The patient 3-month follow-up examination showed improved cardiac function, suggesting that patient outcomes of this technique are satisfactory. Kieser et al. conducted a study of long-term follow-up of sequential CABG and found that the patency rate of side-to-side anastomoses is much higher than that of end-to-side anastomoses . To assess the long-term patient outcomes of our distal end side-to-side anastomosis technique, we need to include a control group of patients receiving end-to-side anastomoses at the distal end of sequential grafts. However, in the present study, we had to revise the problematic distal end-to-side anastomoses, which produced unsatisfactory graft flow parameters, into the distal side-to-side anastomoses. Therefore, we were not able to include such control group in this study. The comparison based on the data collected from the same patients suggests that side-to-side anastomoses at the distal end of sequential vein grafts might produce a hemodynamic pattern favorable for long-term graft patency, indicating that distal end side-to-side anastomoses might be a superior anastomotic configuration than end-to-side anastomoses in general. We are now using animal models to compare the long-term graft patency of end-to-side versus side-to-side anastomosis at the distal end of grafts.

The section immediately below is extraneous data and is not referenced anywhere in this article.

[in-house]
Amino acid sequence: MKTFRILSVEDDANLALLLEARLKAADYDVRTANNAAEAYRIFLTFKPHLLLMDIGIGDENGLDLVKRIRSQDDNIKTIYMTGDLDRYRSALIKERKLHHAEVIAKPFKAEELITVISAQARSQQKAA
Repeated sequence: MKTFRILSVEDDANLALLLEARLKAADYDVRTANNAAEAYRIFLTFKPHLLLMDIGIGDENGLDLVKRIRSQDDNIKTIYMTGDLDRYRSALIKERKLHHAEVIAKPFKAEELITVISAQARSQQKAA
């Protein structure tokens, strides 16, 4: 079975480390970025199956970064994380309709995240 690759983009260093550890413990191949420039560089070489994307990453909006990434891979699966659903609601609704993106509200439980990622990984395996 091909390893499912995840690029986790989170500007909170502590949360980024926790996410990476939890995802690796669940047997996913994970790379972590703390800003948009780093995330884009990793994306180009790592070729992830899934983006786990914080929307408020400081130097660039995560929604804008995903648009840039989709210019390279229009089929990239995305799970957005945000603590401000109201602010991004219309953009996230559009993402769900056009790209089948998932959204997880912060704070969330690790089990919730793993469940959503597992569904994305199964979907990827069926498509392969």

The CK-MB levels in our patients significantly dropped 48 hours after the operation, indicating the absence of serious complication associated with the surgical procedure. In this study, we were unable to directly compare CK-MB levels in patients with end-to-side anastomosis versus side-to-side anastomosis due to the absence of a control group with end-to-side anastomosis. However, according to our experience, the average CK-MB levels on arrival to the surgical ICU and 48 hours post-operation in patients undergoing routine CABG in our department are not significantly different from the CK-MB levels described in this report, suggesting that the distal end side-to-side anastomosis procedure do not appear to cause more postoperative complications compared to standard CABG procedure.
In this study, we describe a technique of distal end side-to-side anastomosis in sequential CABG. Our results show that distal end side-to-side anastomoses to small target arteries can improve intraoperative graft flow markedly. Our results indicate that side-to-side anastomosis might be a promising strategy when it is necessary to connect the distal end of GSV to small target arteries in sequential CABG.
HL and BX carried out the study and prepared the draft. CG performed the surgery. MG and FZ participated in data collection and analysis. JW and LD prepared the figure. YY conceived of the study, and participated in its design and coordination and helped to draft the manuscript. All authors read and approved the final manuscript.
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The pre-publication history for this paper can be accessed here:http://www.biomedcentral.com/1471-2261/14/65/prepub
We thank Dr. Jacob Bergsland (UKC Tuzla Interventional Center, National Hospital Oslo Norway) for his insightful comments. This work was supported by the National Natural Science Foundation of China (No. 81170191) and the Beijing NOVA Program (No. 2008B61).
The authors declare that they have no competing interests.
Haitao Li, Baodong Xie contributed equally to this work.